Corporations look to serious games for organisational learning and development
As the popularity of casual and mobile gaming continues to grow, so too does interest in research around how games could be used to improve our daily lives. Serious games are games that have been designed with a primary purpose other than entertainment.By Natalie Marinho 23 Jun, 2012
Business, education and health related organizations are beginning to recognise that the framework and experience of games can be harnessed to address specific problems in the real world.
In late 2009, the Media Development Authority of Singapore (MDA) initiated a strategy to promote the industry in Singapore. In order to capitalise on the experience of an organisation already well established in the area, MDA contacted the Serious Games Institute UK (SGIUK) based within Coventry University. Established in 2007, SGIUK’s portfolio includes research projects on serious games, mobile applications, 3D animation and virtual worlds. This research has lead to the development of products that are widely used in the areas of clinical training, obesity awareness, disaster and emergency planning, and sexual health awareness in the UK.
Last year MDA and SGIUK announced a joint call-for-proposals in serious games, inviting established UK companies to setup or collaborate with Singapore-based games and learning companies who would then receive mentorship from SGI in the areas of game design, research and development. This catalyst for collaboration was also designed to extend serious gaming from predominantly education into new sectors such as health care and corporate learning. As a result of the linkage provided by SGIUK, two UK companies, Roll7 and Pixelearning, have already started projects in Singapore, and Pixelearning is even in the process of establishing a Singapore development centre.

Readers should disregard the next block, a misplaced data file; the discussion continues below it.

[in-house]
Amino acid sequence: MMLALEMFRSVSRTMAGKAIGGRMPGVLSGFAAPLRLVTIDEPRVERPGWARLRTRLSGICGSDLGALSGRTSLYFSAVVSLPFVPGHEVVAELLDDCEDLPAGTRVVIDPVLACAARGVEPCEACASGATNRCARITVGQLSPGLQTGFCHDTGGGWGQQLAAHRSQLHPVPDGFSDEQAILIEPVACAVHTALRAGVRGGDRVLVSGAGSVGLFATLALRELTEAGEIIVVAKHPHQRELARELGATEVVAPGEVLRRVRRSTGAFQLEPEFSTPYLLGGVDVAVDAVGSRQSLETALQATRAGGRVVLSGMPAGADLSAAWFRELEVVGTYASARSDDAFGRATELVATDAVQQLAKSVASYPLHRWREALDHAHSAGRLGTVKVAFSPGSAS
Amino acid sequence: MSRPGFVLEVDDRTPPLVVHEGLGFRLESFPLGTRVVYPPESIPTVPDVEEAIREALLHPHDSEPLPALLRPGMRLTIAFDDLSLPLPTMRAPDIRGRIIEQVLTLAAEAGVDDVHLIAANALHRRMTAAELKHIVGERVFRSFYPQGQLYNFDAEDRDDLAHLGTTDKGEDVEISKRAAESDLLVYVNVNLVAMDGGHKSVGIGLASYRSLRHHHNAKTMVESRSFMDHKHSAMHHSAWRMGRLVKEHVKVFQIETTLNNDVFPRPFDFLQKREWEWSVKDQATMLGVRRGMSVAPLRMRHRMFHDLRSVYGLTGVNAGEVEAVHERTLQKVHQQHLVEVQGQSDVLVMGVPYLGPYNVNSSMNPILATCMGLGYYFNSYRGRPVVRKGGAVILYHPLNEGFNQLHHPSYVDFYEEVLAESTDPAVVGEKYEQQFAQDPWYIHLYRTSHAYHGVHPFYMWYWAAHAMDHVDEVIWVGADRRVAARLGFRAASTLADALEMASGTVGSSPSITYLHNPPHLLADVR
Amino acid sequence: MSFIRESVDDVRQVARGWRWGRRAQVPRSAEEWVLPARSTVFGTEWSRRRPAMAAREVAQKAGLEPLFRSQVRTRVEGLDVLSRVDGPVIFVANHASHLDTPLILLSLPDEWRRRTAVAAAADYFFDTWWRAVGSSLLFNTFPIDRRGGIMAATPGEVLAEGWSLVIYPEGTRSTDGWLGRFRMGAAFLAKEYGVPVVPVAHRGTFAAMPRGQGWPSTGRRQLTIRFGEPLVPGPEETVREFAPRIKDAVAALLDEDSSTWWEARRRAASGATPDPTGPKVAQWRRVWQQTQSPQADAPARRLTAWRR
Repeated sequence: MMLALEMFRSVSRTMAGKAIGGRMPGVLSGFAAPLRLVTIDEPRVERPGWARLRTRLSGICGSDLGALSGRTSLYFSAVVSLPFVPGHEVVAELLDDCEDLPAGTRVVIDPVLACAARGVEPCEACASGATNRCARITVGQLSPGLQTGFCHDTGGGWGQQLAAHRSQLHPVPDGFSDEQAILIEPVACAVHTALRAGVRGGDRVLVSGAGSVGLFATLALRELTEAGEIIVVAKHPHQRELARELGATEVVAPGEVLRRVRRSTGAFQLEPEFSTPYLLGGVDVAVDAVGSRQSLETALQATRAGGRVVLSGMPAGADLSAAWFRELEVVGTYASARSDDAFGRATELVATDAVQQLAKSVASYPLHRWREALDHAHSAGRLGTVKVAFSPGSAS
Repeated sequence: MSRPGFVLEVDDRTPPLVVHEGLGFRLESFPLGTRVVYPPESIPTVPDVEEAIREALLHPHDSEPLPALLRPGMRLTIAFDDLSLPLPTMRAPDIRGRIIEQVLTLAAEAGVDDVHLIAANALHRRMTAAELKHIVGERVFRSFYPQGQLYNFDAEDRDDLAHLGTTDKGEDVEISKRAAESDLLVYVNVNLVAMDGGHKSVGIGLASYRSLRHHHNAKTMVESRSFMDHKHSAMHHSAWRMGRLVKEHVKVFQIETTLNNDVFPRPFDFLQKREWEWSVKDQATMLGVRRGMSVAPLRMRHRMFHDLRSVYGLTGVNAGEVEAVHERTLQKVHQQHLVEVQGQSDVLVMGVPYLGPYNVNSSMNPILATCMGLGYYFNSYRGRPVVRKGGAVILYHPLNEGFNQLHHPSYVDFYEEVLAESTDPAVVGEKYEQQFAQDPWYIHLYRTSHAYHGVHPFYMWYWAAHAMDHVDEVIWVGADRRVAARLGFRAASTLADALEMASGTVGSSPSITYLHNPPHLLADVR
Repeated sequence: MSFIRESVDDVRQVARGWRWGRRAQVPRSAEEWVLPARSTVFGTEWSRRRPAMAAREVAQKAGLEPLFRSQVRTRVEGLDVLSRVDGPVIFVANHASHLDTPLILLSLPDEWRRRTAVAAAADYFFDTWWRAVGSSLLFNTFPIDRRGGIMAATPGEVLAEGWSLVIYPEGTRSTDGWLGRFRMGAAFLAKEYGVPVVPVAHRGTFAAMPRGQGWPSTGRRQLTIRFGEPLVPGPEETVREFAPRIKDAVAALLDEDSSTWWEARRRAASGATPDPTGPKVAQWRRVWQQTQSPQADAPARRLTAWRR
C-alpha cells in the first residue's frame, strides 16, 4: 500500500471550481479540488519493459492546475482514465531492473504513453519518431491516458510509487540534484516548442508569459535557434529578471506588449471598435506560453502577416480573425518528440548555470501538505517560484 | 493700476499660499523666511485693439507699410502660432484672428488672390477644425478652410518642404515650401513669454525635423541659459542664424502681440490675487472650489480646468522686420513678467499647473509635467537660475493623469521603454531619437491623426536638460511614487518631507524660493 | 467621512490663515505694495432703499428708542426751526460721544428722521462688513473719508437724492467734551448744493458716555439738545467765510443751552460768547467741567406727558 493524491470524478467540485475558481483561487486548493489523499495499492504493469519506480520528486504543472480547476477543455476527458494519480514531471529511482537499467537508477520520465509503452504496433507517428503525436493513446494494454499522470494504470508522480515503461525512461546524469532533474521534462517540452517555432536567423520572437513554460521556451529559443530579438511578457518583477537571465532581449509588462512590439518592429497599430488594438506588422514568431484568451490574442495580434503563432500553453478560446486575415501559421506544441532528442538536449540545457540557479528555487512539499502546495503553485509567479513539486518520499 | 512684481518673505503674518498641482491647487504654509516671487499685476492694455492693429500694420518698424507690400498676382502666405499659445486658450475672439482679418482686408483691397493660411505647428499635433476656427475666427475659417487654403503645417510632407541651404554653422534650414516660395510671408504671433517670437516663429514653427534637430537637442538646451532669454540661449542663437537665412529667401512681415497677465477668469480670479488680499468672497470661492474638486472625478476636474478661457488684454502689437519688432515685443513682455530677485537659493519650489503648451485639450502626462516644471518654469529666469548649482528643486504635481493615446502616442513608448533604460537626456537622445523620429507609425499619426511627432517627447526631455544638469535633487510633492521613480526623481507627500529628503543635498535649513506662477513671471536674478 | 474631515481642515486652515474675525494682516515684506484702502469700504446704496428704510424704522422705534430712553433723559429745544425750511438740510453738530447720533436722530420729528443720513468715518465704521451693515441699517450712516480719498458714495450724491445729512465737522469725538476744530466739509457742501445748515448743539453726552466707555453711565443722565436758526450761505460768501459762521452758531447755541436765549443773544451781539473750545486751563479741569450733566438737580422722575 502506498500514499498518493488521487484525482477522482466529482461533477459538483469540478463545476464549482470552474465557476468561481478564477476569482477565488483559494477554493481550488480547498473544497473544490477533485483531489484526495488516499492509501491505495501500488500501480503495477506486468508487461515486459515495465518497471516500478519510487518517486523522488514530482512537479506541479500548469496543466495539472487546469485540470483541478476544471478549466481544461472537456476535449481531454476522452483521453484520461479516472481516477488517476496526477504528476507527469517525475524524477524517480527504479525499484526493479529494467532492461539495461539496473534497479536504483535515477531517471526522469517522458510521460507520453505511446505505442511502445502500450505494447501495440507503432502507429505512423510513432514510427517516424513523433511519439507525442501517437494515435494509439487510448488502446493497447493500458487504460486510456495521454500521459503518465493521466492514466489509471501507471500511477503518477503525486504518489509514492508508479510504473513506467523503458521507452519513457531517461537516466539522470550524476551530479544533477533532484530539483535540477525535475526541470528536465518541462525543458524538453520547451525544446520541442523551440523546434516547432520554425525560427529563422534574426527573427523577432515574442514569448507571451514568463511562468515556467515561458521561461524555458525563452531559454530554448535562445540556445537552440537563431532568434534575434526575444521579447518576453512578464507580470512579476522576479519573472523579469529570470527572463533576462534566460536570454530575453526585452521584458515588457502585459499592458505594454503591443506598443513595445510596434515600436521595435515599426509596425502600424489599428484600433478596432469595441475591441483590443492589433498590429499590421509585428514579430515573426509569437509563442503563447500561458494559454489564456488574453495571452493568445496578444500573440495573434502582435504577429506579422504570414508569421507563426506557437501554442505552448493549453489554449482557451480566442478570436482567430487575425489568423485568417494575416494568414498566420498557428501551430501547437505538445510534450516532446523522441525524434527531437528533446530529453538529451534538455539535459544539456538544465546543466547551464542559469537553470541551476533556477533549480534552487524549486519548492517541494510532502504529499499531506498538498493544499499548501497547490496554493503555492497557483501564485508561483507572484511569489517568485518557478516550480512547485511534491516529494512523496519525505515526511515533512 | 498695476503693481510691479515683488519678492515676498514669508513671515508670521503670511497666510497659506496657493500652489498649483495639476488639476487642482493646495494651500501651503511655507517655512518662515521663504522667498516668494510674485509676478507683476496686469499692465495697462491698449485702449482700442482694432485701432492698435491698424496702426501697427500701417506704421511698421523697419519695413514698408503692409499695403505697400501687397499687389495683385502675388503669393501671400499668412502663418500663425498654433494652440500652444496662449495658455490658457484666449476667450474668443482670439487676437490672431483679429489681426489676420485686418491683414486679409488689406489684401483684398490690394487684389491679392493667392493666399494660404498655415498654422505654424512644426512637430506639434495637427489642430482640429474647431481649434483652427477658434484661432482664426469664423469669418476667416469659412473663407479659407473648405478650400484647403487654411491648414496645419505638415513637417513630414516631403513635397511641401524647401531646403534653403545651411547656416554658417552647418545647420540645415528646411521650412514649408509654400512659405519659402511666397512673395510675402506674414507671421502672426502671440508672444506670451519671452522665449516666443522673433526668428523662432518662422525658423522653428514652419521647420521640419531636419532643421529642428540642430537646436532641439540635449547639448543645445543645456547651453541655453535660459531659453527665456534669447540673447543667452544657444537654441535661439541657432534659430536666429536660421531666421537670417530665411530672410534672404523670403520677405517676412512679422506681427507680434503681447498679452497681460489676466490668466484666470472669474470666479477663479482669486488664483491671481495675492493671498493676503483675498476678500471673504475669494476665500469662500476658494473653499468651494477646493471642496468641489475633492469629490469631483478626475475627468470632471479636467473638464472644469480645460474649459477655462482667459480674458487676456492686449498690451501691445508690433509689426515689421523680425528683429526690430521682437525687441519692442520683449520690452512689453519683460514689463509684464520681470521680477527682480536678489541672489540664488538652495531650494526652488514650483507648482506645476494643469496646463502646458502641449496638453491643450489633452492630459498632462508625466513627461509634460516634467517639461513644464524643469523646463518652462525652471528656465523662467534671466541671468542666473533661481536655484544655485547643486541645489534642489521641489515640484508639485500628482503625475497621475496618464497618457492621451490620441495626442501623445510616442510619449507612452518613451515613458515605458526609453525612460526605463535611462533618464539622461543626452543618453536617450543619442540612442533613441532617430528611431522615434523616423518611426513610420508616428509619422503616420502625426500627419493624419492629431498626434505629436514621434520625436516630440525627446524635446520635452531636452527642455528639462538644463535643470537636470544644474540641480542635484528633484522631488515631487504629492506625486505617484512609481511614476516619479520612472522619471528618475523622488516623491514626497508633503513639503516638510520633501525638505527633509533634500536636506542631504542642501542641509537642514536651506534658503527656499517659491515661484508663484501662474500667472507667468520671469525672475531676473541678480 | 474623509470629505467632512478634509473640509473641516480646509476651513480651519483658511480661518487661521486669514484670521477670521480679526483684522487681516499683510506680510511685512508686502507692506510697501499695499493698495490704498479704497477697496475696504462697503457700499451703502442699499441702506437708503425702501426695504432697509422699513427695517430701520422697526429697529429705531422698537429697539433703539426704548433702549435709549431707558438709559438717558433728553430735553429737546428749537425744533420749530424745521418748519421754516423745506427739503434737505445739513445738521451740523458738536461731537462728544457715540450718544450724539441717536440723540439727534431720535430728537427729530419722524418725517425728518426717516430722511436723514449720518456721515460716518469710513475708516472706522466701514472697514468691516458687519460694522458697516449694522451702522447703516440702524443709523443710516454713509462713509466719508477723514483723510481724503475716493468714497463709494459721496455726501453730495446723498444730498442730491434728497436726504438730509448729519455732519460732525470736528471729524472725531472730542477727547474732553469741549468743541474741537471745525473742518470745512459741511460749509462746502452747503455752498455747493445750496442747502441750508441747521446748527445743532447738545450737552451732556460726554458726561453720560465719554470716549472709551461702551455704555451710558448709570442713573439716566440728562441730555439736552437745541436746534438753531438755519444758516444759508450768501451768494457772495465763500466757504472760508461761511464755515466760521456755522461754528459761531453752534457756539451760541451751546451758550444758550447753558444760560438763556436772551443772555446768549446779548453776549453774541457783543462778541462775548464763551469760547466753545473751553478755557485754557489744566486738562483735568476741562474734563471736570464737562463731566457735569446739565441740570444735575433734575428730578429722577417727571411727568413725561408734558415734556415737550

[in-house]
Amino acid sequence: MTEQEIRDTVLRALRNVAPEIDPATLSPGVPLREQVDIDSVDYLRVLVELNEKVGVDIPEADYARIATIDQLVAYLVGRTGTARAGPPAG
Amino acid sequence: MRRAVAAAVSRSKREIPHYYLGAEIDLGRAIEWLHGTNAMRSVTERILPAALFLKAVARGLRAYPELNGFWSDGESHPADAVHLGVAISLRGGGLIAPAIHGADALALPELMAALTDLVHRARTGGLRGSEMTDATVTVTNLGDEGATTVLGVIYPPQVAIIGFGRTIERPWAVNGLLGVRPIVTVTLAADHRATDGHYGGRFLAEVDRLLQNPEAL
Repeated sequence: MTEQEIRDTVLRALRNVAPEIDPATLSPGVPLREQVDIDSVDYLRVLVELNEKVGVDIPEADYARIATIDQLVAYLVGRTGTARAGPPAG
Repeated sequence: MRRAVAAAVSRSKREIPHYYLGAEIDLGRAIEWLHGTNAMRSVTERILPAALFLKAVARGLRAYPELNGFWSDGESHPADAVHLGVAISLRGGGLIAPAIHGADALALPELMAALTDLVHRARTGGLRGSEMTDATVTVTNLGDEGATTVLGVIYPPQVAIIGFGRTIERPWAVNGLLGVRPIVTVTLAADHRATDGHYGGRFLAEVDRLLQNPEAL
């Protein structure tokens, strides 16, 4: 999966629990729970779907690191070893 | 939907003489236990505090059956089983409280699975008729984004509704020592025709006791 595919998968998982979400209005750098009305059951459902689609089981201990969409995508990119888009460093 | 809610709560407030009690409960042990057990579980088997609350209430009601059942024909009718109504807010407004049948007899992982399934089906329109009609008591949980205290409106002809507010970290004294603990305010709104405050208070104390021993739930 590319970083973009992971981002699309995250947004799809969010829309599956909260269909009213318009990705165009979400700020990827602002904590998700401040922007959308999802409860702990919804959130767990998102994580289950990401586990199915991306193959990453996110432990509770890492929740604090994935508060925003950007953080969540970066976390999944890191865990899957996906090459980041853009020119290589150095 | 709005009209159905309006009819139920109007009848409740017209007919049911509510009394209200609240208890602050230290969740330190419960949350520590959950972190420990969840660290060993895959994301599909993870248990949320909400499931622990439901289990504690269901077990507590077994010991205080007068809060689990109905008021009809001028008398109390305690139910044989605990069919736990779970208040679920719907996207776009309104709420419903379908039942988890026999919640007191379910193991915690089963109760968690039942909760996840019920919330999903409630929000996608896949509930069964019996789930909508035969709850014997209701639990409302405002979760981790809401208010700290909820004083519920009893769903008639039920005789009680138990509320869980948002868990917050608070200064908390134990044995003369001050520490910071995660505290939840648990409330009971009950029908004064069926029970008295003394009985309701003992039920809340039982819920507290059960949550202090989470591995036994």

Seeing the great support that Singapore has to offer to the serious games industry, and the tremendous opportunities within the Asian region, SGIUK also decided to establish a direct presence in Singapore, via a locally incorporated private company. Officially opened in October 2011, Serious Games International (SGI) is a private company with an office at Block 71, Ayer Rajah Crescent. Singapore is the first location outside of the UK to host an SGI Overseas Development Centre. Chris Quek, Director of SGI Singapore, notes that serious games are very different from their casual entertainment cousins in the video game world. “Serious games are games that serve a purpose other than pure entertainment. Typical areas of application include health care, education, marketing, corporate training, and tourism,” he said. “We are open to collaborations with local universities in research activities and innovation. We are also keen to commercialize some of the serious game technologies and products created in the UK.”
Since its inception, SGI Singapore has already worked on several industry projects. Front Square from Dublin, Ireland is a company working in the area of game-based learning. It partnered with SGI Singapore to develop Teddy’s Chocco Shop, a training program designed to teach employees the basics of lean manufacturing. I played a couple of rounds and found the gameplay quite familiar, reminding me of other casual games with a customer order component like Gogo Sushi. As Quek, a former educator himself, points out: “That’s exactly the idea. The game should be easy and engaging, but with learning elements introduced at the right moments.”